Let’s make 2015 the year “riding bodkin” came back into the language. Come on, people!

Uh…where was I? Oh yes. The sewing bodkin.

I had to buy a bodkin as part of my kit for sewing class–they insisted we have it for drawing elastic through casings and whatnot. But oh my goodness, this thing has been such a happy little miracle around the house for pulling errant drawstrings back through sweatpants and swim trunks and things like that.  Yes, you can use a big safety pin, but somehow I never have a big safety pin on hand. Before the bodkin, I often accomplished the task with a small pin, or nothing at all. It is possible to shove a naked cord through by force of will, it just takes hours.

But I tell you my friend, if you have a bodkin, it takes about 10 seconds to fish a cord through a garment.

There are a few different models of bodkins, though they are all essentially large blunt needles. Mine is extra fancy in that one end opens up, like a pair of tweezers. A ring on the needle’s shaft slides down to lock the arms in place with a firm grip. This allows you to hold onto the tape or cord which you are drawing without piercing it with a hole. The opposite end has a big needle eye for pulling thread and string.

I love my shiny little bodkin.

2015 Resolutions

vintage-new-years-card-1359488426
It’s time for the annual confessional: did we stick to our resolutions from last year?

And in this same post we’ll state our 2015 goals for the record, so we can take this same walk of shame next year.

(And is it just me or does 2015 not seem like a very futuristic date? Where is my jet pack?)

Erik’s 2014 resolutions:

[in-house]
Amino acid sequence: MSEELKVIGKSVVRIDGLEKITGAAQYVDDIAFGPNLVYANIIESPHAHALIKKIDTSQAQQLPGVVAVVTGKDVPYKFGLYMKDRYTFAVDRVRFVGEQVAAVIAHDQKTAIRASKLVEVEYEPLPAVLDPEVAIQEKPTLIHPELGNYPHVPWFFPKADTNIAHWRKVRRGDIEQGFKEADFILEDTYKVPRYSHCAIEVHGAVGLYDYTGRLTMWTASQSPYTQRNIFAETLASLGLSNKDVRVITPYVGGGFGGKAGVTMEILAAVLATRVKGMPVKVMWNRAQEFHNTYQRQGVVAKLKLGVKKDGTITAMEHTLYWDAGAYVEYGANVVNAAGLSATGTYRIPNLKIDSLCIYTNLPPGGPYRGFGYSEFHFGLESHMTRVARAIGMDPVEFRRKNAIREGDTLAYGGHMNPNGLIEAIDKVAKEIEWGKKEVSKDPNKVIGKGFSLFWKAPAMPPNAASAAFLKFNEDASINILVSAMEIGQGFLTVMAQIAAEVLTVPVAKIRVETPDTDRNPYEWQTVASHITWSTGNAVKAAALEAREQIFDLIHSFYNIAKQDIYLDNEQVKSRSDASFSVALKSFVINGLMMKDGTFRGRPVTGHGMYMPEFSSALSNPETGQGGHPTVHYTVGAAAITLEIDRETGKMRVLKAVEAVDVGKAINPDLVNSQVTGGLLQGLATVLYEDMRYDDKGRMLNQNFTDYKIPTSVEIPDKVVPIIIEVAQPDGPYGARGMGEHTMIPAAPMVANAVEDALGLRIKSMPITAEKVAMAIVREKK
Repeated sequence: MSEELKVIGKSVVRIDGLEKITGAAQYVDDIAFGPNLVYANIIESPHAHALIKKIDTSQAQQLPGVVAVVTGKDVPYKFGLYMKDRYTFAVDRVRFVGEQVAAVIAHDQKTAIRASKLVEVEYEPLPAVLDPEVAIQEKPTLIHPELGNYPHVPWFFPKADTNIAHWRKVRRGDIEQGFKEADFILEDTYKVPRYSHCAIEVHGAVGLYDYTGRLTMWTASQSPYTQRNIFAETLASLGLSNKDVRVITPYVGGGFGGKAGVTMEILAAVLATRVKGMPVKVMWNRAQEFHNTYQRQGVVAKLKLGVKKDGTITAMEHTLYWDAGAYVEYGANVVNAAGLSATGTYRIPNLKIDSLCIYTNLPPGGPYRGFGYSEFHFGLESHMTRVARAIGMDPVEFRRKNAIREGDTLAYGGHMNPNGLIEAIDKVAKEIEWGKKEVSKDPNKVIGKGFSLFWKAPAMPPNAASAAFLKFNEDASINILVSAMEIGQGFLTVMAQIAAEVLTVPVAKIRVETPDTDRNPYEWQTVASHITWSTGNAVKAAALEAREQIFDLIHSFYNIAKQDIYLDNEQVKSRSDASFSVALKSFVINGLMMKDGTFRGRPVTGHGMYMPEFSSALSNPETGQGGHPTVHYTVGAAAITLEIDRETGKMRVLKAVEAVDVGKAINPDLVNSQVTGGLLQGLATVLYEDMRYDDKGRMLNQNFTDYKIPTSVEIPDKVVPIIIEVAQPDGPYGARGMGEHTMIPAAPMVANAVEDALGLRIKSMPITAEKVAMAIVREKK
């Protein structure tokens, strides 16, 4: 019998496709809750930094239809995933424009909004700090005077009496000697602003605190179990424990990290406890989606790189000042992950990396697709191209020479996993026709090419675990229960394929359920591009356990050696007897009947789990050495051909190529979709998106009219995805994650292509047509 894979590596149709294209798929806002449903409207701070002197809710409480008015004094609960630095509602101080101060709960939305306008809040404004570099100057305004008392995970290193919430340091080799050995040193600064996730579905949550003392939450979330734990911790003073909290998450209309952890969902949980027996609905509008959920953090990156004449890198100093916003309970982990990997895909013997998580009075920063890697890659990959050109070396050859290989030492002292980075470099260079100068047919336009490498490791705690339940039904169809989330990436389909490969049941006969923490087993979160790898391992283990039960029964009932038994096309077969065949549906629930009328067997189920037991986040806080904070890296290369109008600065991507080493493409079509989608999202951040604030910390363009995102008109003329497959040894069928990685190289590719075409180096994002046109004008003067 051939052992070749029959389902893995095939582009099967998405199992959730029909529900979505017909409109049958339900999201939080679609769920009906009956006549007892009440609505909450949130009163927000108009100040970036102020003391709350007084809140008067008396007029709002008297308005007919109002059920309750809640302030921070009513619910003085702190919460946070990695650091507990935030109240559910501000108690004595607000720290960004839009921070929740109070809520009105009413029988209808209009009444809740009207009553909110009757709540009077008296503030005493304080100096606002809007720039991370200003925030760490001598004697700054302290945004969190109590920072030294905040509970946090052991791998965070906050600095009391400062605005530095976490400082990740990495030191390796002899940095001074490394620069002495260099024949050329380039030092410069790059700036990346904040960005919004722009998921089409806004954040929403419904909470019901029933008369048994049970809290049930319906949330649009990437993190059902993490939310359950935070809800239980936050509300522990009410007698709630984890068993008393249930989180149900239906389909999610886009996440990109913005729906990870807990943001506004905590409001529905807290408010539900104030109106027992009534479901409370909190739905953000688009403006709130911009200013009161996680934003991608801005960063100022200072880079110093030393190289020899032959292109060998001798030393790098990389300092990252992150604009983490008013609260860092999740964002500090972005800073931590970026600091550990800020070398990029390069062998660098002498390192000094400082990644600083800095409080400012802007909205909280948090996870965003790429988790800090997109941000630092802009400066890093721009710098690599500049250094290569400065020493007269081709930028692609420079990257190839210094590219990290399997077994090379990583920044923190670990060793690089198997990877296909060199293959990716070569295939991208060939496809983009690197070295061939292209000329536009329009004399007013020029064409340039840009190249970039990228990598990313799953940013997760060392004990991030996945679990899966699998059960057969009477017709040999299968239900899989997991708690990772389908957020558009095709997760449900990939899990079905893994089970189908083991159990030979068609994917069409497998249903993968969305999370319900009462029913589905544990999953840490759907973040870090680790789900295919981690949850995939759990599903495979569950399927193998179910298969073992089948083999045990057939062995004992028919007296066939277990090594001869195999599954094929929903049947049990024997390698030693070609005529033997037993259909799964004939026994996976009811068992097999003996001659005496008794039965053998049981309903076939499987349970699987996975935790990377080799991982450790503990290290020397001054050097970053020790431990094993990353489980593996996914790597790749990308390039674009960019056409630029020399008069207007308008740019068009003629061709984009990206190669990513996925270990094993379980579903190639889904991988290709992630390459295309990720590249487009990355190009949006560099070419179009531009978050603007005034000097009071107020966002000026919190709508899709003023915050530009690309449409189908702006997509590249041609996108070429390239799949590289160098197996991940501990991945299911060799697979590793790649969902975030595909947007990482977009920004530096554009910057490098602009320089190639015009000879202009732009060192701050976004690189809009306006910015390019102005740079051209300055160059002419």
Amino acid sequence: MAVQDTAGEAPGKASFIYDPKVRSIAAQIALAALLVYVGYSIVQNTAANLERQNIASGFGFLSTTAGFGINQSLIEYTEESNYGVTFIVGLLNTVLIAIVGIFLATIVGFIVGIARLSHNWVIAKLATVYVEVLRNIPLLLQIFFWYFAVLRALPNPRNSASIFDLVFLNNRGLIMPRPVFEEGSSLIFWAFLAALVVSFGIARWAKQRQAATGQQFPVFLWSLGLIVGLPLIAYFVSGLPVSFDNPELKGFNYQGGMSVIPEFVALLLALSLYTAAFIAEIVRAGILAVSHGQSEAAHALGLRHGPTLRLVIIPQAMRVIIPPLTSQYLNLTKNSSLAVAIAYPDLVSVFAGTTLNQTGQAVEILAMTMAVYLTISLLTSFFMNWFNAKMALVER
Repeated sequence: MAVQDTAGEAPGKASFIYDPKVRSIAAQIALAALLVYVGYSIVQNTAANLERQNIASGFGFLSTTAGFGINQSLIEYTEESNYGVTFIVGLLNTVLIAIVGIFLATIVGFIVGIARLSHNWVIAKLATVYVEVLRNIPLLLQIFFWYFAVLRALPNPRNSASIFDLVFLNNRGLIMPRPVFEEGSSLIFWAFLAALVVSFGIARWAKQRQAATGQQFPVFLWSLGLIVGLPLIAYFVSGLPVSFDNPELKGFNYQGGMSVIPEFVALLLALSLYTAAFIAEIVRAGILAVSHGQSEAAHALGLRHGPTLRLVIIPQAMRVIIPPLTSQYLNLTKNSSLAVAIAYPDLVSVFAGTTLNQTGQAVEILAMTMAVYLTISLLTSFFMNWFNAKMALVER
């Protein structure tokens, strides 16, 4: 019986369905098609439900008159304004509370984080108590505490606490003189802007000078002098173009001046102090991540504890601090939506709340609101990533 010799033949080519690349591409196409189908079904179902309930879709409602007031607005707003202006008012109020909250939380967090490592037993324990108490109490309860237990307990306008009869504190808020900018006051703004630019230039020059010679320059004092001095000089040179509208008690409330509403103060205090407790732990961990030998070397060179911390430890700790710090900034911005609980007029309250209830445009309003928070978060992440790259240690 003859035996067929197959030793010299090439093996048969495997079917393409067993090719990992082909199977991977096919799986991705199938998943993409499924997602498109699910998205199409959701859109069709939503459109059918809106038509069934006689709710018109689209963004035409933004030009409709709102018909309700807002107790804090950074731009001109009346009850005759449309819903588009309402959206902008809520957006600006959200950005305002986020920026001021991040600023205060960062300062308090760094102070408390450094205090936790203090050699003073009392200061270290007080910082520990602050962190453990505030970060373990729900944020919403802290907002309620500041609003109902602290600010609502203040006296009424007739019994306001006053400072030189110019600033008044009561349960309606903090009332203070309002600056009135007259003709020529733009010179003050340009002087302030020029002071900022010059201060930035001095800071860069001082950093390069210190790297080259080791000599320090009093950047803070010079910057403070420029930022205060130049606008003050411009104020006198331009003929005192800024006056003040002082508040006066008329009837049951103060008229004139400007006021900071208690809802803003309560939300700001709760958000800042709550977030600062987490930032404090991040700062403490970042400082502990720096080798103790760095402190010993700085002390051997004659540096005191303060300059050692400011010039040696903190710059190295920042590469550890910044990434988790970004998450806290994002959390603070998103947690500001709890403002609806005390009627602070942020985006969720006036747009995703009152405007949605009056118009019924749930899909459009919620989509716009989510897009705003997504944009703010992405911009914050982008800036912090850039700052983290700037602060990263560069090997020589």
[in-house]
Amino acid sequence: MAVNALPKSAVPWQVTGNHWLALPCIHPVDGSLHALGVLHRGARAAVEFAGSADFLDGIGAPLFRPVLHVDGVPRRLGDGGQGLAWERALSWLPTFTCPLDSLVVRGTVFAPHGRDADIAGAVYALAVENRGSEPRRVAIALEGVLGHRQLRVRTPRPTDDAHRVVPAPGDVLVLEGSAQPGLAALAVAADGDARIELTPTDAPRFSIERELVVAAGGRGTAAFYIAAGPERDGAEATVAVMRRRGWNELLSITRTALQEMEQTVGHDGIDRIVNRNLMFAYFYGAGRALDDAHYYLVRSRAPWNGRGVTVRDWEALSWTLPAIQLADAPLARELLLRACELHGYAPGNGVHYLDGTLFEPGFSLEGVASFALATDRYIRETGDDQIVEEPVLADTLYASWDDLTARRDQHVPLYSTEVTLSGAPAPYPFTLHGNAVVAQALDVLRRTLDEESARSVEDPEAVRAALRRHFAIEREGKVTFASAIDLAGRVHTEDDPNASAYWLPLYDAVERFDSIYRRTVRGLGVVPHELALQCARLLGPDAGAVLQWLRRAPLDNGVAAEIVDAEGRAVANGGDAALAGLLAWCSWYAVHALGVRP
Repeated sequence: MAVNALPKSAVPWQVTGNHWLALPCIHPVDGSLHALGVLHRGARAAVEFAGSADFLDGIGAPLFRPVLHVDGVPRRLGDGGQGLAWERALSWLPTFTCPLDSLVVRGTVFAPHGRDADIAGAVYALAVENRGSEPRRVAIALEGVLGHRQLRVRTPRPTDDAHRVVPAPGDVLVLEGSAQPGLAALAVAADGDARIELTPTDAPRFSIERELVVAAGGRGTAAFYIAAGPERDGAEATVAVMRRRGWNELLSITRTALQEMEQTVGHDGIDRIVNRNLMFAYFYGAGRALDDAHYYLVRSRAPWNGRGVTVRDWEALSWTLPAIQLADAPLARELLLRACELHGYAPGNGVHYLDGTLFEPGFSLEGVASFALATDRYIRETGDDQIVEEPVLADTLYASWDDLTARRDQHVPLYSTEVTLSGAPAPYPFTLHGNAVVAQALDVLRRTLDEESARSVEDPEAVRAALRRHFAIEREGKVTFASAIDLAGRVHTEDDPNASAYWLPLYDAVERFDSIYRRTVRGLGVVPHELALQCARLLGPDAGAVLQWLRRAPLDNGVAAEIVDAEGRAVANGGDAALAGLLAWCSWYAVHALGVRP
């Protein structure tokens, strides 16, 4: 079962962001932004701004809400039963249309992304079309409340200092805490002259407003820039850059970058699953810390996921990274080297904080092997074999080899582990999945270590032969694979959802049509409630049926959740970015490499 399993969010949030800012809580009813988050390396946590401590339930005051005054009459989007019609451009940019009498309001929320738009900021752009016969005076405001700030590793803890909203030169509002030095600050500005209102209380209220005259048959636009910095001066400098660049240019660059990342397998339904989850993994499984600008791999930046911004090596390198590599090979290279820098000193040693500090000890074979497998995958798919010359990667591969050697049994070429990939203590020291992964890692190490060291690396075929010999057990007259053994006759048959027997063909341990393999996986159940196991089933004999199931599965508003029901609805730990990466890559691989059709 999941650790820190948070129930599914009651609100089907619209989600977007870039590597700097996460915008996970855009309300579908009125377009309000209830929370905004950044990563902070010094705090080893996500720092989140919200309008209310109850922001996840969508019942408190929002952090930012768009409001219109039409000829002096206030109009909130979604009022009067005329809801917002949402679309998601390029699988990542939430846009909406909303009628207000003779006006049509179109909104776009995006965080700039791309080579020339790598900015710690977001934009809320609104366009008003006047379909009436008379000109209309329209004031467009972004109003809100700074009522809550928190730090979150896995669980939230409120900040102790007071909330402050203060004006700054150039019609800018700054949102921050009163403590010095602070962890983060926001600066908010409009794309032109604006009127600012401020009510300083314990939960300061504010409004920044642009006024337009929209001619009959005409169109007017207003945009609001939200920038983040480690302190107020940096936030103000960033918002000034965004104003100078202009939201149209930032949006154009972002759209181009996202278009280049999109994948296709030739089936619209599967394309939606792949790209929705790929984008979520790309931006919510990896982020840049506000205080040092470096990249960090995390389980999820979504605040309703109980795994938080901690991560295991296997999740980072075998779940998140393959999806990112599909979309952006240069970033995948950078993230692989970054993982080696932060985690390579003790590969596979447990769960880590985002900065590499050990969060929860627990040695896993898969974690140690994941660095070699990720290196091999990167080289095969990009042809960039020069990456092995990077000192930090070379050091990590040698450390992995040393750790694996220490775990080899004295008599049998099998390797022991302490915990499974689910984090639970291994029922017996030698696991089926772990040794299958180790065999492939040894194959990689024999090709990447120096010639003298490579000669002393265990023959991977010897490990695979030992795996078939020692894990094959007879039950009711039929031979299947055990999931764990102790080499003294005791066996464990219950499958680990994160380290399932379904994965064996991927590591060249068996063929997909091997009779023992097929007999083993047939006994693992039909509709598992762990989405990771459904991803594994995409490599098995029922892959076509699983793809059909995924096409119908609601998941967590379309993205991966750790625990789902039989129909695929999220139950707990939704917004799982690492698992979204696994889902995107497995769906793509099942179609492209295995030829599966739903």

1) Finish hardscaping the backyard, grow more vegetables.

Sort of a fail here. Some work was done but there’s more to do. In the last hours of 2014 I did manage to finish a cool hexagonal deck by the chicken coop.

2) Perfect a 100% whole grain sourdough bread

Success! I can make a reliably good whole grain boule. Now I’ve got to write up the recipe!

3) Take a class —which involves a a trip

Nope, unless going to the Heirloom Exposition in Santa Rosa counts.

4)Good health

Success! Paying for a few sessions with my Y’s rehab specialist have paid off.

Kelly’s 2014 resolutions:

1) Make shoes in 2014

I did this!

2) Make or buy a new bed.

I did not do this. It remains a conundrum. And in the meanwhile, the lumps in our old mattress have shifted or something so it’s not as uncomfortable as it was when I made the resolution. In other words, there’s no urgency behind this one right now, but it will come up again. (For reference, see this post from 2013)

3) Learn to surf.

I’ve been making a little progress. I’m not a surfer yet by any means, but I’m getting good at paddling and spinning the board, but need to work on speed and timing. I  need to spend more concentrated time in the water this coming year.